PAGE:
A continuing food insecurity crisis has prompted Nassau County to establish an emergency food distribution center in Long Beach that will operate one day a week for the next six months, County Executive Laura Curran announced Monday.
Food distributions have been taking place periodically in Long Beach, a number of them sponsored by the Martin Luther King Center.
Curran said the county has partnered with Long Island Cares, the Harry Chapin Regional Food Bank, to provide food at the Magnolia Senior Center, 650 Magnolia Avenue, in Long Beach. The food center began operating Monday.
The County will make use of a $106,000 federal Community Development Block Grant to operate the food center. In addition, the county has set aside $1 million in funding to assist the food banks with the purchase and distribution of supplies to families in need.
Nassau and Long Island Cares are working to open additional food distribution sites.
"My administration is committed to addressing the unprecedented surge in food insecurity on Long Island," Curran said. "No one in Nassau County should have to worry about putting food on the table for their family."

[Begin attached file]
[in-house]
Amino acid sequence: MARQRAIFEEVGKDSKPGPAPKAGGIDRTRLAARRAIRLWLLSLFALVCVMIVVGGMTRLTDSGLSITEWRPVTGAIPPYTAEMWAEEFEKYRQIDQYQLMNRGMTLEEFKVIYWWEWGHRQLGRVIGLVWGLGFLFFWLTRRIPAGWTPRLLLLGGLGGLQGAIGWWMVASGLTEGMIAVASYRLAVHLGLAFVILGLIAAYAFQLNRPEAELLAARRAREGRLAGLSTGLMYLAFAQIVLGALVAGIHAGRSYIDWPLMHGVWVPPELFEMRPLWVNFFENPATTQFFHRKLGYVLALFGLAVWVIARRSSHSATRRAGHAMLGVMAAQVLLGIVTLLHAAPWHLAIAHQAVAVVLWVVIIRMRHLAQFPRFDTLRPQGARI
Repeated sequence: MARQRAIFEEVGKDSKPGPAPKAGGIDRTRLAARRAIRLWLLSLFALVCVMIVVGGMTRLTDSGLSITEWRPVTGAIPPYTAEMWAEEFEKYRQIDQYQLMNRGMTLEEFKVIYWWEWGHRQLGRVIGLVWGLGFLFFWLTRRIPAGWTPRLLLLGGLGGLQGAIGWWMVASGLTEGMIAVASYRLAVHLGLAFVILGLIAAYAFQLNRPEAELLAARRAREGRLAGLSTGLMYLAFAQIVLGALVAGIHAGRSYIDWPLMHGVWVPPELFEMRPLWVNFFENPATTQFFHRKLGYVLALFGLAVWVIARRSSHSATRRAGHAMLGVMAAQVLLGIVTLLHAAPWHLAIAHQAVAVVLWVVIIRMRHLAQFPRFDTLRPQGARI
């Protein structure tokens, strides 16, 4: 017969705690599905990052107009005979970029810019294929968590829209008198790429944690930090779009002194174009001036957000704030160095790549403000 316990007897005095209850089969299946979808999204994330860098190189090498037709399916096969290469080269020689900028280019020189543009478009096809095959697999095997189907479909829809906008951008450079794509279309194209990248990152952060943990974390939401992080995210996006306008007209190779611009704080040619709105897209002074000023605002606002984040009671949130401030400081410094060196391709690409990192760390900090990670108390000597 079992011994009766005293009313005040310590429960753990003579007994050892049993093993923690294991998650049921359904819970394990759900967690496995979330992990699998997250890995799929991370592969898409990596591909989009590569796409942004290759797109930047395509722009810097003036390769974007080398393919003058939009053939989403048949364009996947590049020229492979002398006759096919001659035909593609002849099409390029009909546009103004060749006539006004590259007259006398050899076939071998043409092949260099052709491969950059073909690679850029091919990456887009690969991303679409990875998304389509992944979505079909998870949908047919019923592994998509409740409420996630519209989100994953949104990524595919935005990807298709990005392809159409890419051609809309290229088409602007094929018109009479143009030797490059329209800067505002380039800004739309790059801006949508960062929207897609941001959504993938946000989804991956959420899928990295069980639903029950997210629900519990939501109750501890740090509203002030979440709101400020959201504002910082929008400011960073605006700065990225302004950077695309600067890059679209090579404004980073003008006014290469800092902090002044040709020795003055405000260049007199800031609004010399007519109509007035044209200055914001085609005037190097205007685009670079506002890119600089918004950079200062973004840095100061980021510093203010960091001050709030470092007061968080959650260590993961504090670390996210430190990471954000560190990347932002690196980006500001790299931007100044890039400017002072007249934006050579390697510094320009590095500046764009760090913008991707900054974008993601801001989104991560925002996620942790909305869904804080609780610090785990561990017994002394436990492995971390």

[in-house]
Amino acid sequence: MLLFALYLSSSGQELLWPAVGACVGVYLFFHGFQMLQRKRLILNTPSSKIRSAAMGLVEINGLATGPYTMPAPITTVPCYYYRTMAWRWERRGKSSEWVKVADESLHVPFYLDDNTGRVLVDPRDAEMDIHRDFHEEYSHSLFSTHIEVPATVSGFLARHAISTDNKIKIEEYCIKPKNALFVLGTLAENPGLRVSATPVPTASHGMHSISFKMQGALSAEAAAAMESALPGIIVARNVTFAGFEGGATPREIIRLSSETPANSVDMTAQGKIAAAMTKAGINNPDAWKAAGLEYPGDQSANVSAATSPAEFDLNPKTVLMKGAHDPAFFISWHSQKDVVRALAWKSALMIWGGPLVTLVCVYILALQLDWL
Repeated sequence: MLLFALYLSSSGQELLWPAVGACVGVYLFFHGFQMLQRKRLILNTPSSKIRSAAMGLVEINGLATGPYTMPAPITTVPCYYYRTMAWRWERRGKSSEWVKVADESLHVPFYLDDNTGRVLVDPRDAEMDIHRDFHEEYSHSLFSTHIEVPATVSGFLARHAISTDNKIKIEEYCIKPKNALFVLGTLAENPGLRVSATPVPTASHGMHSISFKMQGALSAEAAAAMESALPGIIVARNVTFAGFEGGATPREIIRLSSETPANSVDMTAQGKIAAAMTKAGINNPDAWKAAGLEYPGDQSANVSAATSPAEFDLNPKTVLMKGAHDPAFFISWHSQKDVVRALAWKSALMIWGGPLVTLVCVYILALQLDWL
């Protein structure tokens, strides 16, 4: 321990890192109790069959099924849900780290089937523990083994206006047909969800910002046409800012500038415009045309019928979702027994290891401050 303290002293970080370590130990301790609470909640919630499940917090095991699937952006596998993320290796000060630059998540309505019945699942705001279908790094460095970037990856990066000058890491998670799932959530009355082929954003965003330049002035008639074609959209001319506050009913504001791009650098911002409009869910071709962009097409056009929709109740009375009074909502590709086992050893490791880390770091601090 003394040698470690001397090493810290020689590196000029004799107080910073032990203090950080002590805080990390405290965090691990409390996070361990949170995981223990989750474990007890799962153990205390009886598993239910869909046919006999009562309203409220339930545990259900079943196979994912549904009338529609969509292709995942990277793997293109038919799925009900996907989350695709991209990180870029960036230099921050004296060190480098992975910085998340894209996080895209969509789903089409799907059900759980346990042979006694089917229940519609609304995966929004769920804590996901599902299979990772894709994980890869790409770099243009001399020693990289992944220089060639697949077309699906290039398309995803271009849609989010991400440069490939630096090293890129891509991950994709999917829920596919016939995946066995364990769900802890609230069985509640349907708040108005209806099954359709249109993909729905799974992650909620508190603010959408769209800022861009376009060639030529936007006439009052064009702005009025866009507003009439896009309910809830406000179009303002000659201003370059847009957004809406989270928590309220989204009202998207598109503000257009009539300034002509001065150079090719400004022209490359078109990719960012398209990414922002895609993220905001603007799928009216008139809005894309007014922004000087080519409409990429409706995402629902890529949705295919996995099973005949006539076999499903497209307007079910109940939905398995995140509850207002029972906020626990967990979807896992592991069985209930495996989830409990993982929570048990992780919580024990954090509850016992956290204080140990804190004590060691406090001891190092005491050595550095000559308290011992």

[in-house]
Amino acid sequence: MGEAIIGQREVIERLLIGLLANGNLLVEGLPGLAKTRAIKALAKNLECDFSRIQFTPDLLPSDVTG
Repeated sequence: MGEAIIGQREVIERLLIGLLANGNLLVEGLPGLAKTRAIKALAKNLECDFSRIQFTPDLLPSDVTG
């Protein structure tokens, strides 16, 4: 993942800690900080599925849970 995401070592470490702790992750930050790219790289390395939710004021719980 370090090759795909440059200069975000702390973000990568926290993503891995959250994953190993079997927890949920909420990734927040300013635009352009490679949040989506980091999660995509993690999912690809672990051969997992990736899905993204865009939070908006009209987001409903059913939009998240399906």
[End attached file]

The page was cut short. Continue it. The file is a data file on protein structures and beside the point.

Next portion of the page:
State Sen. Todd Kaminsky, a Long Beach Democrat, noted that the coronavirus has hit Long Beach hard. "Too many of our neighbors are worried about where their next meal will come from," Kaminsky said. Kaminsky noted that high unemployment "is going to be part of the new normal, and with the support of Nassau County, we will be able to respond to the increase in demand."
Paulie Pachter, CEO of Long Island Cares, said the Long Beach food bank "will enable us to assist a growing number of people in need over the next six-months as our region returns to some sense of normalcy."
Nassau County's unemployment rate has spiked since the coronavirus pandemic took hold in March. Long Beach was hit particularly hard, with its many restaurants and bars cutting staff during the shutdown. Those establishments are now allowed to serve patrons outdoors under Gov. Andrew Cuomo's Phase 2 re-opening plan.